Leid Stories Stories and news that affect us all

November 13, 2015  

Fight the Power! Frustrate the System! Free Your Mind!

Welcome to the best peer-education program on the planet—Leid Stories’ “Free Your Mind Friday.” It’s an open forum for the exchange of information, opinions and ideas; analytical thinking is the star of the show.

Share your intellectual wealth. Call in (888-874-4888) and help us all fight the power and frustrate the system by freeing our minds!

November 12, 2015  

Thousands Protest ‘Electoral Coup’ in HaitiDetroit’s Schools Failing Miserably; The Season of Grassroots Action?

The results of the first round of Haiti’s Oct. 25 national elections, widely viewed as rigged to favor current President Michele Martelly’s candidates, have touched off a series of protests and deadly clashes between rival groups. Kim Ives, a co-founder and editor of the international weekly newspaper Haïti Liberté, reports.

Under state-imposed management, Detroit’s public schools are performing dismally, with 96 percent of eight-graders found not proficient in math and 93 percent not proficient in reading. Elena Herrada, a “member-in-exile” of the Detroit School Board and an activist with Detroiters Resisting Emergency Management, discusses the grassroots uphill battle for quality education for the city’s mostly poor children.

Two days after fast-food workers staged demonstrations across the nation calling a $15-an-hour minimum wage and union rights, students are taking to the streets today with a Million Student March demanding relief from student-loan debt, tuition-free colleges and a minimum wage for campus workers. Is this the season of grassroots political action? 

November 11, 2015  

On Veterans Day, A Reminder of Our Shared Duty

On April 4, 1967, Dr. Martin Luther King Jr. delivered a keynote address at Riverside Church in New York City “to make a passionate plea to my beloved nation,” he said. Ending the Vietnam War was at front and center of that plea, as was a list of domestic social-justice issues that persisted because of it.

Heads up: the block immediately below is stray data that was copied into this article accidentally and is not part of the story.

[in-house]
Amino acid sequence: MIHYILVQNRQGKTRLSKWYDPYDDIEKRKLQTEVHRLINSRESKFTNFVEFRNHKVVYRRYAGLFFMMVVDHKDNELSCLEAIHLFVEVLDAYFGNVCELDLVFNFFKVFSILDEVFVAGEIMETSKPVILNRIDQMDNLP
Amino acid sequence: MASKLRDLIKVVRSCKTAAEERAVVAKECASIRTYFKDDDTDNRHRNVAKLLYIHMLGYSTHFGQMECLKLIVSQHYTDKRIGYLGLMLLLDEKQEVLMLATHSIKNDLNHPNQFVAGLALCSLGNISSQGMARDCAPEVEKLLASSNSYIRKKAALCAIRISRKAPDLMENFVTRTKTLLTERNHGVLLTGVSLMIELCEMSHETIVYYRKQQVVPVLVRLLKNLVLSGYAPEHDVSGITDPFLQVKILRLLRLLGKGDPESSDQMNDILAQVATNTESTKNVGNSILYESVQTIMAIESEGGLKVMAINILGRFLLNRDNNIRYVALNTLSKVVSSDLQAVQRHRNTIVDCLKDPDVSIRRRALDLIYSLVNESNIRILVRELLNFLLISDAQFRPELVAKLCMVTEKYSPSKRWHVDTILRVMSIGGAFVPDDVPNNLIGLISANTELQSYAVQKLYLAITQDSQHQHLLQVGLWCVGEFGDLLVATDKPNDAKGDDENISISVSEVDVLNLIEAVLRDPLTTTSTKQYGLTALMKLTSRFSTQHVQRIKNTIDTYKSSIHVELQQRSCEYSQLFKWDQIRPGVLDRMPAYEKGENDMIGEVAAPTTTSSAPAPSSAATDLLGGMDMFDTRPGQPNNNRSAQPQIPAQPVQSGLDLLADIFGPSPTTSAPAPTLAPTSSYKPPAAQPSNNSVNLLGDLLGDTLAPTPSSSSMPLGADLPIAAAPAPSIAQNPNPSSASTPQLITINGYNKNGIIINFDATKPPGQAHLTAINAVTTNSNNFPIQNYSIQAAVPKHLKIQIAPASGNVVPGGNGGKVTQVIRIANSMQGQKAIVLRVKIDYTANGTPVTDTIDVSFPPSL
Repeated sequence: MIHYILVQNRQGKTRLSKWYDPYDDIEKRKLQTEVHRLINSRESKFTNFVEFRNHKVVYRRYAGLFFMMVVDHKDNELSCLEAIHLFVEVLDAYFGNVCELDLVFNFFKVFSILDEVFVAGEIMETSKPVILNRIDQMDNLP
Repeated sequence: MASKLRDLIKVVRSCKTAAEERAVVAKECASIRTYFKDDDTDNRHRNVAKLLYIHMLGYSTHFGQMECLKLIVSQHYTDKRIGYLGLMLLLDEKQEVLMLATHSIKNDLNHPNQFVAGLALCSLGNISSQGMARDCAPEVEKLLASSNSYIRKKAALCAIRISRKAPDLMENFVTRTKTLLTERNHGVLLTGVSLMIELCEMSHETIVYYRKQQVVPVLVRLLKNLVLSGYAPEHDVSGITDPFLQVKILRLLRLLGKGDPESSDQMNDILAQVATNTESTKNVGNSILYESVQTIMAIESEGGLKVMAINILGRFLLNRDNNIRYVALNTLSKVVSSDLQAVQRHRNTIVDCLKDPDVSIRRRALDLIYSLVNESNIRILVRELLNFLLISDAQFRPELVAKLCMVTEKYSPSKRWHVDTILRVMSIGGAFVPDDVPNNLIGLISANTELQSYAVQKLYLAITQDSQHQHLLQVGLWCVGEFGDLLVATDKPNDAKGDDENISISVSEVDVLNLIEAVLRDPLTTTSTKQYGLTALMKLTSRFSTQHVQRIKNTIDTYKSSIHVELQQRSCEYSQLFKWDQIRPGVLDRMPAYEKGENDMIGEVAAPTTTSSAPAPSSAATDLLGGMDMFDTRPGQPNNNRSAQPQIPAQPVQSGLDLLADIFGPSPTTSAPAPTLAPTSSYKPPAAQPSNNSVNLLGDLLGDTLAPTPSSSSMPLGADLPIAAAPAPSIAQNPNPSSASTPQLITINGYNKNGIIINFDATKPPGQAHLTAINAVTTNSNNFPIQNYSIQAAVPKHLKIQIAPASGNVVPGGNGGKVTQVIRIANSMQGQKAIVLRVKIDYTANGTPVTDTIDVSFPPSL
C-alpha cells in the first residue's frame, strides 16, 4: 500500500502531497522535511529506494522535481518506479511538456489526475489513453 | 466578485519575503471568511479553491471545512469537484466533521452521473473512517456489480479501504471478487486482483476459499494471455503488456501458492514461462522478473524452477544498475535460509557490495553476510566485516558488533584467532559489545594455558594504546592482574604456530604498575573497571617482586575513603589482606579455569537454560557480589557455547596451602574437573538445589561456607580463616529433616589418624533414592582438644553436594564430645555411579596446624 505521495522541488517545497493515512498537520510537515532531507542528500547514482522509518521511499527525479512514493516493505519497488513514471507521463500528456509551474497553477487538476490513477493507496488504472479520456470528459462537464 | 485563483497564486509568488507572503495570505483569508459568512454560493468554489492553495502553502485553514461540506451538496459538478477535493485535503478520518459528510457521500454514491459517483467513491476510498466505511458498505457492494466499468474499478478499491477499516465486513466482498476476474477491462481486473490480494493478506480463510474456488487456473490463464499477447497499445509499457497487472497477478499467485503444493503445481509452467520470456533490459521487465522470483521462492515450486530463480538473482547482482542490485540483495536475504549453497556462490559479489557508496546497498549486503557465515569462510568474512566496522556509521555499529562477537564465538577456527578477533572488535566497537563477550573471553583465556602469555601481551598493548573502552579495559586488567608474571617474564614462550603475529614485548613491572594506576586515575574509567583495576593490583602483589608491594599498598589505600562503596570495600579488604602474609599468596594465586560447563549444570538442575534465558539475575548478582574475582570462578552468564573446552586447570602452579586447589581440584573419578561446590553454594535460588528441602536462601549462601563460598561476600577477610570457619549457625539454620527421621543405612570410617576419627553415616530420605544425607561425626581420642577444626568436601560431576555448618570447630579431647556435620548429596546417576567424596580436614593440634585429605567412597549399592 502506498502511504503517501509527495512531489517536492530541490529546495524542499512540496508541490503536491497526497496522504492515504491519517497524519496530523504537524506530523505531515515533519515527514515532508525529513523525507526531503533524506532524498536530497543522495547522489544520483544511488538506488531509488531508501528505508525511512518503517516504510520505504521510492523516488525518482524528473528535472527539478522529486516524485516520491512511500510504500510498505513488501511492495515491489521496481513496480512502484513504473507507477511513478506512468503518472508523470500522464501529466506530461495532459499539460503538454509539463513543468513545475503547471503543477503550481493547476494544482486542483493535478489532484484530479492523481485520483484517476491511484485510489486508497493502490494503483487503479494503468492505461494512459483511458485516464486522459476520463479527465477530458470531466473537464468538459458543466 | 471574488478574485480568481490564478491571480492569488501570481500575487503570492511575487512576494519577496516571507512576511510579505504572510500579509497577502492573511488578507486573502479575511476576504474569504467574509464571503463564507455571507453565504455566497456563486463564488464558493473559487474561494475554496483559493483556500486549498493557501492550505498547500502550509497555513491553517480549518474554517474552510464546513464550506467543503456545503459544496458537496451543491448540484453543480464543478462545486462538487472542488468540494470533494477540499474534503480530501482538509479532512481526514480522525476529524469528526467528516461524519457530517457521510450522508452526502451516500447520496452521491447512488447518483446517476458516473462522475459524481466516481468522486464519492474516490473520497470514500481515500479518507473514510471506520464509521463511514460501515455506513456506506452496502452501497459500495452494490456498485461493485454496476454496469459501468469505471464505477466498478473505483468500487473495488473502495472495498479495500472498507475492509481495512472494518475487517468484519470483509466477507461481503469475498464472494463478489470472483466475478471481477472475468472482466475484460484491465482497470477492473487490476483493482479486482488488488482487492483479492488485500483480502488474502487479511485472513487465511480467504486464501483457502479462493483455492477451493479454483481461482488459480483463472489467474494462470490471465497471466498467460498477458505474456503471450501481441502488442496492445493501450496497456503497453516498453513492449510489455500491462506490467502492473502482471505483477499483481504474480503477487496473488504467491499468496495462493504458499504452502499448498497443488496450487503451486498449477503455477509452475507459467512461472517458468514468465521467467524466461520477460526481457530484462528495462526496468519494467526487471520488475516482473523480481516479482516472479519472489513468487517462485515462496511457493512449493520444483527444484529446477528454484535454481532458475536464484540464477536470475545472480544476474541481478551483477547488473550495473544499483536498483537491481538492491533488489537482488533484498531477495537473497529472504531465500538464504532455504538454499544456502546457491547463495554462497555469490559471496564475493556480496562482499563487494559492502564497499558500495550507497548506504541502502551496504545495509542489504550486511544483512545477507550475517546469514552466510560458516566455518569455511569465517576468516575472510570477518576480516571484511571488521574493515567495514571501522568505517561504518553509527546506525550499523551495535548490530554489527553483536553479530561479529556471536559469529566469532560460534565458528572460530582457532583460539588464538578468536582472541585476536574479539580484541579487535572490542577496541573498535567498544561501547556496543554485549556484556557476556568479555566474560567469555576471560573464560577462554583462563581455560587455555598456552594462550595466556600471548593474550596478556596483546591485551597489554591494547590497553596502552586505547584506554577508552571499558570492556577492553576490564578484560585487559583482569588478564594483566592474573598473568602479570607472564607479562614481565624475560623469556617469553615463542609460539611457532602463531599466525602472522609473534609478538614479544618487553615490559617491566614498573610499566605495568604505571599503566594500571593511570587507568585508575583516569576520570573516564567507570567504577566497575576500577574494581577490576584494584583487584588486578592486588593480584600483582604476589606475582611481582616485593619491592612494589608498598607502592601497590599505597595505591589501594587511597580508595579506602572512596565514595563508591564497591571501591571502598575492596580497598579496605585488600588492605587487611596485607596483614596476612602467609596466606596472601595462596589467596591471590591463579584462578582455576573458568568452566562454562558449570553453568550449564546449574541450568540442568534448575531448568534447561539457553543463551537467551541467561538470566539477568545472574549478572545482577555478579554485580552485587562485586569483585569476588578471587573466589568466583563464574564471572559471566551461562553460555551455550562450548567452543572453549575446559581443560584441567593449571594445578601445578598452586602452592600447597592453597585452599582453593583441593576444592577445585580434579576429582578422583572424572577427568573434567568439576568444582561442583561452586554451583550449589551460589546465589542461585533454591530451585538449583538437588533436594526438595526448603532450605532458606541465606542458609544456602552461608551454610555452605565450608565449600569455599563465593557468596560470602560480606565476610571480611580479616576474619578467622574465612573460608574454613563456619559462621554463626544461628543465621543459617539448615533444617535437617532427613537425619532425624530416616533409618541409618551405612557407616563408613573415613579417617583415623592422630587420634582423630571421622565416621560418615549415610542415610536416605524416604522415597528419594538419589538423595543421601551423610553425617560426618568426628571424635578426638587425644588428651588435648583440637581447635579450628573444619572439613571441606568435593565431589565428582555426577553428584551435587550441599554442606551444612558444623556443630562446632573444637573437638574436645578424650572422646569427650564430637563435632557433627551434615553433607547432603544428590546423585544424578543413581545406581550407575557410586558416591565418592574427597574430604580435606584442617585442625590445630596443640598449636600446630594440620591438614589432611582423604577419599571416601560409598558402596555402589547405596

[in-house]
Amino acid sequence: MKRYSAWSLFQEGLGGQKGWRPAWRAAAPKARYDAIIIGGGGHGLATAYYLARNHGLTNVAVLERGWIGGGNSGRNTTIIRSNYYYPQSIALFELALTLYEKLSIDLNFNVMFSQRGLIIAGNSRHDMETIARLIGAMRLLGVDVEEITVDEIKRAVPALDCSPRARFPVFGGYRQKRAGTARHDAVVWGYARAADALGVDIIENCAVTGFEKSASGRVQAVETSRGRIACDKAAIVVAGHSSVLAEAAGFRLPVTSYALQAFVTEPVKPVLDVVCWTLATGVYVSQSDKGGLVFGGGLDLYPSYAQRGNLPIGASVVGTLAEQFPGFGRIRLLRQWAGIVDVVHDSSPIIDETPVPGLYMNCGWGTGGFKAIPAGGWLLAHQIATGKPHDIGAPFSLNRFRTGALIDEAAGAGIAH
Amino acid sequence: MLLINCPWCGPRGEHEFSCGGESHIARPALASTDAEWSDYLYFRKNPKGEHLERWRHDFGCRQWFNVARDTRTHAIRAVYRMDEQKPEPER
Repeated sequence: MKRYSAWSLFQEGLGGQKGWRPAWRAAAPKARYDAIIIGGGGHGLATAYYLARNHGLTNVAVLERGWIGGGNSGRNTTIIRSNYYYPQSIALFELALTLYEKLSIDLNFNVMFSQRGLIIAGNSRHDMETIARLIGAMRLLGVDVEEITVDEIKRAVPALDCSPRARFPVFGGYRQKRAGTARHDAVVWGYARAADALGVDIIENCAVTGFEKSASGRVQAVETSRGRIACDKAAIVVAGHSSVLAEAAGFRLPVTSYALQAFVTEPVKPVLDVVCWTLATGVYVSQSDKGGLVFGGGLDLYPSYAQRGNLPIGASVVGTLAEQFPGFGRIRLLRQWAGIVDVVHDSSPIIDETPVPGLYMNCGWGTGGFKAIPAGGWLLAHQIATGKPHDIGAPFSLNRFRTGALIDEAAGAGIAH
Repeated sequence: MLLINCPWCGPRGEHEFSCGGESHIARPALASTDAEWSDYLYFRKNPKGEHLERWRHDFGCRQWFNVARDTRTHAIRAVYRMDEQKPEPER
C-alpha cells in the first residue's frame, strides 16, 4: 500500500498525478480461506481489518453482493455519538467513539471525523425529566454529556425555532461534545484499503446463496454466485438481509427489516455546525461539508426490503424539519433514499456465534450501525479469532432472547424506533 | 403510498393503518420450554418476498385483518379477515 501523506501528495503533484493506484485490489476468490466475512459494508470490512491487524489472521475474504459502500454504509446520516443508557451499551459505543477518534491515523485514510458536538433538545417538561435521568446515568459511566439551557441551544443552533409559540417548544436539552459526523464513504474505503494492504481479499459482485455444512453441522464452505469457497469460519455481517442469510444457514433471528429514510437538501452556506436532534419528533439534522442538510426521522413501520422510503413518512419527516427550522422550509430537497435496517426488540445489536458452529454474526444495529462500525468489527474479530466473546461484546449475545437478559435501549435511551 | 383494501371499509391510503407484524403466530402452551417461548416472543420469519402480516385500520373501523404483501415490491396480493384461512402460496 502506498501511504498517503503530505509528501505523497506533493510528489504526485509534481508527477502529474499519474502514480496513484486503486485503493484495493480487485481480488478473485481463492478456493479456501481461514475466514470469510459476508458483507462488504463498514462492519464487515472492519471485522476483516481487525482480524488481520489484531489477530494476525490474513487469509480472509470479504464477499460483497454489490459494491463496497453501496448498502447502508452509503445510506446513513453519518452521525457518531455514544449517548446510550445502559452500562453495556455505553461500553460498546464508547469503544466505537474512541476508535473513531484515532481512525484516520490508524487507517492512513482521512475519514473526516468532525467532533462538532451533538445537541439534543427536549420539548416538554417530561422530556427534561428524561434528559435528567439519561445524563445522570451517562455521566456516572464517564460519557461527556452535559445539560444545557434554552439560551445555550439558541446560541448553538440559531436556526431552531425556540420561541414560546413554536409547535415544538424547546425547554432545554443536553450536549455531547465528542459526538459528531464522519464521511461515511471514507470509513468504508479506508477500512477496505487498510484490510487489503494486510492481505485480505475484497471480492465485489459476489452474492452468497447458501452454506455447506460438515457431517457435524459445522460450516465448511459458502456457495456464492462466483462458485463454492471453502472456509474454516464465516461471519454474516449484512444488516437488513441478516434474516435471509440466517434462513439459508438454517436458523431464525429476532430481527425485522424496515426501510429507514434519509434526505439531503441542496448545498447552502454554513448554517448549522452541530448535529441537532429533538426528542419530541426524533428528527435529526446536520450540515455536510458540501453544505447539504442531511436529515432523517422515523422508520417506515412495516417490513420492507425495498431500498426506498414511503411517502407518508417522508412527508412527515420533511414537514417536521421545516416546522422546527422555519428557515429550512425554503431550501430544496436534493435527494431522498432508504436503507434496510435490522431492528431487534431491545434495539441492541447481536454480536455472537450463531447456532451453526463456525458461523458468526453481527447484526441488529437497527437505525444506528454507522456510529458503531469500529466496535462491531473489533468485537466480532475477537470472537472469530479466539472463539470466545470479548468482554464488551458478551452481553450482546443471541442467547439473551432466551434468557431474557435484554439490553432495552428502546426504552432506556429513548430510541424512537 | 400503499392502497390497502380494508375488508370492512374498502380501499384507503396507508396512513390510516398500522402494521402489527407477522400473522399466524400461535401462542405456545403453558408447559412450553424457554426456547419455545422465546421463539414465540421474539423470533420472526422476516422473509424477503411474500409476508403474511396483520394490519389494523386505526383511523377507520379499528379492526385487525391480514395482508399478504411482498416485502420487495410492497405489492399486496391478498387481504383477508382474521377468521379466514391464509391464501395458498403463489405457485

On this day, as the nation observes Veterans Day, Leid Stories recalls the admonitions of Dr. King about war and the consequence of war, and our shared duty to check through civic action the propensities of the government to recklessly engage in war.

November 10, 2015  

At the University of Missouri, Truly A ‘Teachable Moment’ About Power

Ferguson, Missouri, Looks to Restore Trust with ‘Old-Style’ Policing

A weeklong hunger strike by University of Missouri graduate student Jonathan Butler  was the catalyst for broader action against an administration that repeatedly failed to address complaints of racism and discrimination at the flagship Columbia campus. The students’ demands were met yesterday with the resignations of President Tim Wolfe and Chancellor  R. Bowen Loftin. It’s a teachable moment, says Leid Stories.

Meanwhile, about 120 miles away, the City of Ferguson says it’s trying to bridge longstanding rifts between the community and police that exploded after 18-year-old Michael Brown was shot dead on Aug. 9 last year by Officer Darren Wilson. Interim Police Chief Andre Anderson began making the rounds to community groups last weekend with the good news of “old-style” policing.

November 9, 2015  

Netanyahu’s Back. This Time He’s Looking to Bag $40 Billion in Free Money